Last Updated on April 30, 2021 by Helga Dosa
Italian Food Etiquette – Rules You Need to Know!
Americans have all sort of rules and laws they follow, such as rules involving queuing (an art technique perfected in Singapore where the queue is king).
By contrast, Italians have very few rules and most of those can be broken. For example, in Italy, there is a minimum drinking age but it’s not really respected. Situation changes entirely when it comes to food. Yes. Italians do have eating rules!
For example, my friend George from New York City once wanted to order a cafe latte with his Mexican meal – right in front of me!!! It took me a while to dissuade him… I hope no restaurant in Italy would ever allow its customers to have cappuccino together with pasta! I have never been brave enough to order pasta ‘alle vongole’ and cappuccino together to test this rule: if you have more courage than I do, try that combination and see what happens.
I just realized that Italy, the place where there are almost no rules (for example on the road where the only rule is you don’t stay in the left lane on an autostrada except to pass), has in fact very strict eating rules.
The following rules are aimed to correct common American (unacceptable!) mistakes…
Lunch / Dinner Order of courses
- Meat / Fish (with vegetables or salad)
- Sweets and coffee
- Ammazzacaffe (Grappa or Amaro)
Even McDonald’s in Italy serves cappuccino for breakfast. In Italy, forget eggs and bacon or sausages for breakfast except possibly in a hotel that caters to American or English tastes. Cappuccino and brioche are one of the few ‘legal’ options. Maybe a yogurt. Probably having tea is already pushing it too far…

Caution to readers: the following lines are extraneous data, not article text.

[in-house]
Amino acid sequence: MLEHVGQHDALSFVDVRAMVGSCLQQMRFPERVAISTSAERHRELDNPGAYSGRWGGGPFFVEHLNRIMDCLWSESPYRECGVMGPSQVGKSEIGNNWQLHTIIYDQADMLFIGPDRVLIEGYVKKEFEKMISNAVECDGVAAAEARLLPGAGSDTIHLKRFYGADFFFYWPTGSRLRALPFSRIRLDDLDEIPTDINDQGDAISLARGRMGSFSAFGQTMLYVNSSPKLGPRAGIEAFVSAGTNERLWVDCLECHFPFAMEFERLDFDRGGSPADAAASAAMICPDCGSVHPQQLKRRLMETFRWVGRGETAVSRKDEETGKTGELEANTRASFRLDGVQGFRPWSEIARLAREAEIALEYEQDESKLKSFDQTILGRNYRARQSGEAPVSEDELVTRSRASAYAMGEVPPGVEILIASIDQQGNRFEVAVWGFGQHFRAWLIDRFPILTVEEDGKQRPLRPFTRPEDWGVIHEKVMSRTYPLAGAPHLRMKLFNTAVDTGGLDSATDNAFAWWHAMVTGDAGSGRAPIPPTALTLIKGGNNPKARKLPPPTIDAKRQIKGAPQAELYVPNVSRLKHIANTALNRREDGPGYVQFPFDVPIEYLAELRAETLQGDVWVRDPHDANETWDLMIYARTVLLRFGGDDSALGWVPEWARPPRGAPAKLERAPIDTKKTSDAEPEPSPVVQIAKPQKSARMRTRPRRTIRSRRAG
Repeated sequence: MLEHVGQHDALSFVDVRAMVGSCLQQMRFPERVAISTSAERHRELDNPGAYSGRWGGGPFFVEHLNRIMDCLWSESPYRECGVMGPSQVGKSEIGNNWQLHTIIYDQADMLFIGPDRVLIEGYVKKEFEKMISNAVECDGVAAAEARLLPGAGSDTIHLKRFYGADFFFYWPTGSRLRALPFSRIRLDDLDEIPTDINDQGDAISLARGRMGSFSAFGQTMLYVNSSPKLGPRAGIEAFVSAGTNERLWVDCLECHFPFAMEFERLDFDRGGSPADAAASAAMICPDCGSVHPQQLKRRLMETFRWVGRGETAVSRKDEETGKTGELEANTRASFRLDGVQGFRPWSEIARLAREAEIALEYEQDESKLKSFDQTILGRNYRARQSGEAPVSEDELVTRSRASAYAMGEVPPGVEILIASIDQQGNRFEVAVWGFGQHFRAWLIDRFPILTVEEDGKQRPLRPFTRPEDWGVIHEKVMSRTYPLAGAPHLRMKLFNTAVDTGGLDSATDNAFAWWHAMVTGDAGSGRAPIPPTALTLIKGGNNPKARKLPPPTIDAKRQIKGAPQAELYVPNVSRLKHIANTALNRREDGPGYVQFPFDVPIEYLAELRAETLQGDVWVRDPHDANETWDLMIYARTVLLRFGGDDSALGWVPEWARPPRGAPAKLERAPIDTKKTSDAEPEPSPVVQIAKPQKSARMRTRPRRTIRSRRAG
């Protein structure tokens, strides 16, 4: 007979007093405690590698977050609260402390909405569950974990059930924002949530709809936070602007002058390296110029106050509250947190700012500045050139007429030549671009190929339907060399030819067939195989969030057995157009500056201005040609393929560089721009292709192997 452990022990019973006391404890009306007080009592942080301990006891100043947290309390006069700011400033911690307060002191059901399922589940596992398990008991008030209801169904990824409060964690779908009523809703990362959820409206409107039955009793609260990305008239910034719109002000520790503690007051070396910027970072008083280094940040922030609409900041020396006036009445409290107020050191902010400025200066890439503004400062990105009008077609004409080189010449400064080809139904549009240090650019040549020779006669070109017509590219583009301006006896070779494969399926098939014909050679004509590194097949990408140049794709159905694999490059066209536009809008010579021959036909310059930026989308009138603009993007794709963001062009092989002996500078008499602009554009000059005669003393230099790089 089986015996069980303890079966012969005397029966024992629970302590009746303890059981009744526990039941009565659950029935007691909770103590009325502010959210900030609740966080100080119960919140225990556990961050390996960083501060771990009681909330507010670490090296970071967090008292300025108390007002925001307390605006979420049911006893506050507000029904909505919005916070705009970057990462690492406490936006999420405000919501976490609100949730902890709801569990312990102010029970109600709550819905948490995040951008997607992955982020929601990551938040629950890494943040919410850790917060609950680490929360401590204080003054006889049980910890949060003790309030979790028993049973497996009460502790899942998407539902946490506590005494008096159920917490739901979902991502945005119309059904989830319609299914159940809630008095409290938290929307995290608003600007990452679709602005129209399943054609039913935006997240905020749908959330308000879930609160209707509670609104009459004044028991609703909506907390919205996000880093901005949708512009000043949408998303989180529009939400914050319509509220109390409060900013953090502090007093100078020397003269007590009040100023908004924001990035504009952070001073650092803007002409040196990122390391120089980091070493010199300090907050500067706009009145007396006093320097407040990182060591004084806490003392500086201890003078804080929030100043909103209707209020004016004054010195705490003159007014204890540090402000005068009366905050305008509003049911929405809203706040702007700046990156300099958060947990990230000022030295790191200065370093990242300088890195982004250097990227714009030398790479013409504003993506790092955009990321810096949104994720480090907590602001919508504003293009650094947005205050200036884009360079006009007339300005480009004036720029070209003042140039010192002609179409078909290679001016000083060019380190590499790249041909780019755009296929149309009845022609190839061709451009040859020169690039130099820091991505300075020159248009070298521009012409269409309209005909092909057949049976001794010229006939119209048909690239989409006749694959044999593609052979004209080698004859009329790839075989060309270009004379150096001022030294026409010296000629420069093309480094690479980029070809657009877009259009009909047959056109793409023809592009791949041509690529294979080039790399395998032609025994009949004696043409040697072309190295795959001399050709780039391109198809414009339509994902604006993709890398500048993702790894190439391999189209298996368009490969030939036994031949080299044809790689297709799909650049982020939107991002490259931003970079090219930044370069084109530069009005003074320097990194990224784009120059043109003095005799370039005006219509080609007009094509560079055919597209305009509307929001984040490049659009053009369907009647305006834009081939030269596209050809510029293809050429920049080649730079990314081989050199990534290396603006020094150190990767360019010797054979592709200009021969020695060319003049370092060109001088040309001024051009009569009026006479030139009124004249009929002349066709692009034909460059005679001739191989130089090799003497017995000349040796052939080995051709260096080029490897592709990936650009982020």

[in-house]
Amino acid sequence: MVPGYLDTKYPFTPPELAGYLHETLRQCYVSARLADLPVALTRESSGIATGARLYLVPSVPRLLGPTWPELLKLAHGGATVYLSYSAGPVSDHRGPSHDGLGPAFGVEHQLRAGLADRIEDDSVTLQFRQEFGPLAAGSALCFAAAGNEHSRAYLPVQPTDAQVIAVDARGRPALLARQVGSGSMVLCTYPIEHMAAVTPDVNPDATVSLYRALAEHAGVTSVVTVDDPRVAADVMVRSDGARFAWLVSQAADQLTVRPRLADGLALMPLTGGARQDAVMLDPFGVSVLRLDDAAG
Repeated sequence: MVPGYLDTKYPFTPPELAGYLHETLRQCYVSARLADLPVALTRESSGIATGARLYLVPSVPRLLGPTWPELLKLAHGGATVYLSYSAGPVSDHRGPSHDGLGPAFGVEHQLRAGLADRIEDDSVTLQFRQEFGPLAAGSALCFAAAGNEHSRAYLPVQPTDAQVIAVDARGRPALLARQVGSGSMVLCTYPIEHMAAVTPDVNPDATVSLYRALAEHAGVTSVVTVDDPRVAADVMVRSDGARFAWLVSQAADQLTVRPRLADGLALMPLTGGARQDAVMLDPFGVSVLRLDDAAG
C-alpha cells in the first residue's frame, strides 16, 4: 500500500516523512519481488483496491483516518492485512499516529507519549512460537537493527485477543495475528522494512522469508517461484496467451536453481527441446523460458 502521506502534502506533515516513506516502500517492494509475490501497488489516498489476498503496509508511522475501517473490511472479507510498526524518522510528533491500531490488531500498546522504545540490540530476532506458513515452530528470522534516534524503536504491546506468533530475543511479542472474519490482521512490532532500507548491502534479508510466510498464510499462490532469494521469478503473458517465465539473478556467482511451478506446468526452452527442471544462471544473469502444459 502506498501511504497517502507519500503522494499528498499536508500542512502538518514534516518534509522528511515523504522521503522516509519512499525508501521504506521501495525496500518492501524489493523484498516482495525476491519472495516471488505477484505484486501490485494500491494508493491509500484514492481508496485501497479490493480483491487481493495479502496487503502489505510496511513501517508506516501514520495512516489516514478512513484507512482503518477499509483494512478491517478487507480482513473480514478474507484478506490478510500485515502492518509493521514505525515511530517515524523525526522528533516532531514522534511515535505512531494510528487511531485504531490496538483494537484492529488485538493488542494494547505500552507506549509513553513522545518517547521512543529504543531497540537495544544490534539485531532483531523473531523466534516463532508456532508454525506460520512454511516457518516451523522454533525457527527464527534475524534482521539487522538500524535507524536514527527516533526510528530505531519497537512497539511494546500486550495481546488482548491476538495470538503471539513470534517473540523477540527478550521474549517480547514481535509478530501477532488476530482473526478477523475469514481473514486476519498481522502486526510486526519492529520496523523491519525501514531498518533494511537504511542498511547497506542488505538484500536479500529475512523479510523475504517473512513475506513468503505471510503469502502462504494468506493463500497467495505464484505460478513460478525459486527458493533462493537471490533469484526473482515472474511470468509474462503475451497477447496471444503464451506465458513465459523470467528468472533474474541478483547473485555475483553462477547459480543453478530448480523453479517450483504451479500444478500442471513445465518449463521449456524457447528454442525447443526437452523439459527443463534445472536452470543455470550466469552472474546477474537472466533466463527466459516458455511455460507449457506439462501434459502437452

Lunch and Dinner
- No butter should be served to spread on your bread (I think it takes away from lunch anyway – I do not serve it when I cook).
- What about dipping bread in oil? There’s no harm with this in the course of a meal, but the bread-oil routine is not used as an appetizer. It has a tendency to fill you up and diminish your enjoyment of the meal.
- No bread should be eaten together with pasta. This is a major no-no. At home here in the US, we make fresh bread when guests come… and you know hot bread is very attractive… after learning that this is what Barbarians would do, I resolved to serve bread only after pasta is gone from the table. Bread is only allowed near a pasta dish to do a good old fashioned “scarpetta,” that is, to wipe the sauce off the plate and enjoy every last bit of it.
- Have mineral water and or wine with your meal. Forget sodas or milk unless you are a teenager or small child. Ok, an exception can be made if you are eating pizza at lunch time, in which case sodas are ok.
- The Italian main meal is traditionally multi-course: restaurants like to serve you first and second plates and do not appreciate it when Americans insist on having one thing (although they have been getting more used to it in recent times). But keep in mind that Italian portion sizes are smaller than American’s, and the mixture they serve (pasta/rice first, followed by meat/fish/vegetables, followed by fruit) is a relatively healthy balance. You may get fewer calories and a healthier, more balanced meal by eating three courses in Italy, rather than one, giant entrée covered with cheese in the United States.
- Fish-based pastas: traditionally, grated cheese is not added to fish-based meals. These rules have eroded somewhat, but you may still get a strange look if you ask for it.